Even if it is a misdemeanor and a first-time offense, a conviction related to domestic violence in Maryland can have far-reaching consequences beyond a short stint jail or probation.
Those convicted of such crimes may have a hard time finding a job or working in their profession of choice. They also may find their right to own or carry a firearm limited, and they may also have a hard time adopting or fostering children if they are so inclined.
Maryland judges may prohibit custody or parenting time for accused parents
In fact, Maryland’s family law courts have the option to prohibit a parent convicted of domestic violence from having custody or even seeing his children if the offense involves the child.
A conviction related to any type of child abuse would probably mean that the accused parent would have to convince the judge that there was little to no chance that her behavior would be repeated. Otherwise, supervised visits are the only option for the parent.
Likewise, a separate law requires that a judge hearing any evidence of domestic violence, including actions against a spouse or other person, when making custody and parenting time decisions.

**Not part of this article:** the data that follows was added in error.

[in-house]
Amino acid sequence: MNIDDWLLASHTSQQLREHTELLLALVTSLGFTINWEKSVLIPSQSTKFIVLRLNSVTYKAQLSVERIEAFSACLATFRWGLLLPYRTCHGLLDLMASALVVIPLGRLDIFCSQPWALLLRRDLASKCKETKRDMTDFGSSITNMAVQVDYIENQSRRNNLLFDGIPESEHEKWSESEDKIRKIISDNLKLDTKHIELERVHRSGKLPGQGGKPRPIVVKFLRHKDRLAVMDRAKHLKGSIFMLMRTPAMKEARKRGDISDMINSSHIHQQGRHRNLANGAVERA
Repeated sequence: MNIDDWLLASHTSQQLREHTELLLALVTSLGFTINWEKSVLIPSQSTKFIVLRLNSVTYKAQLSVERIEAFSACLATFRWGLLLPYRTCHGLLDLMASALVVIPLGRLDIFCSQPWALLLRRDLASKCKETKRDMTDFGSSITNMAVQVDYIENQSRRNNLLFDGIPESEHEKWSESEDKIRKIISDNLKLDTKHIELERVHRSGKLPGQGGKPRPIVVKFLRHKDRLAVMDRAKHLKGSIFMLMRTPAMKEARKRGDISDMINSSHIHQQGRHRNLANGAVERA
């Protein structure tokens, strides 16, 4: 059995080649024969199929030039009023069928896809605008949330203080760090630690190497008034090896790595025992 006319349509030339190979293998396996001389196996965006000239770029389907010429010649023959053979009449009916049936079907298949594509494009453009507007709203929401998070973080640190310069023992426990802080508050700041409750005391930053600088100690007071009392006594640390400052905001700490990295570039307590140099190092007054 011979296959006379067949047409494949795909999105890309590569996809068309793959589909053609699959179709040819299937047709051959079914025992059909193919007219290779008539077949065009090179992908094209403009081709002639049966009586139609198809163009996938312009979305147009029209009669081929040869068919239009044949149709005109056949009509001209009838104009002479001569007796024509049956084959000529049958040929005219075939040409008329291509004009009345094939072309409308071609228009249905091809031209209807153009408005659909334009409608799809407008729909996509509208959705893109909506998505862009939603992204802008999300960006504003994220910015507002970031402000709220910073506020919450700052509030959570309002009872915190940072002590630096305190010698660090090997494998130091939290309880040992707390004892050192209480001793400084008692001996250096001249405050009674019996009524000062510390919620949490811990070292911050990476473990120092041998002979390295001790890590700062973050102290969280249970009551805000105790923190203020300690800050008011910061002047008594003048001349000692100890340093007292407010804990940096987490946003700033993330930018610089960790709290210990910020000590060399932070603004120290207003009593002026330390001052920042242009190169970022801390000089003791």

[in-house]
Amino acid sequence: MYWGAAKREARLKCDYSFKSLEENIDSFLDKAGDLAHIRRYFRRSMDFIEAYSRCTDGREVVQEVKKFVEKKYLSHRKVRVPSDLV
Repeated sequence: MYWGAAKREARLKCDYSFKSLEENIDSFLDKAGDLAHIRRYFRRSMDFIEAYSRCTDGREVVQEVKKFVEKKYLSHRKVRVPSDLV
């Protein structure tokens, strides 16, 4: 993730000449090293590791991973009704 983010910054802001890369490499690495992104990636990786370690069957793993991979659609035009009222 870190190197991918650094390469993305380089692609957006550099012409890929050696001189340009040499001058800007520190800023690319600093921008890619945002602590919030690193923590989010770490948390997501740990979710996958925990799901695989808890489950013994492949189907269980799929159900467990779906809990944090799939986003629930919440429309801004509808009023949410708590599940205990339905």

If the judge believes that domestic violence occurred, her custody and parenting time order will be designed to protect the children and the victims, even if that means a parent winds up with little or no involvement in the child’s life. This rule applies even if the child did not actually witness domestic violence.
In short, a Marylander who is a parent and who is accused of domestic violence will need to carefully evaluate his legal options, since a conviction could affect his ability to have a relationship with his children for years.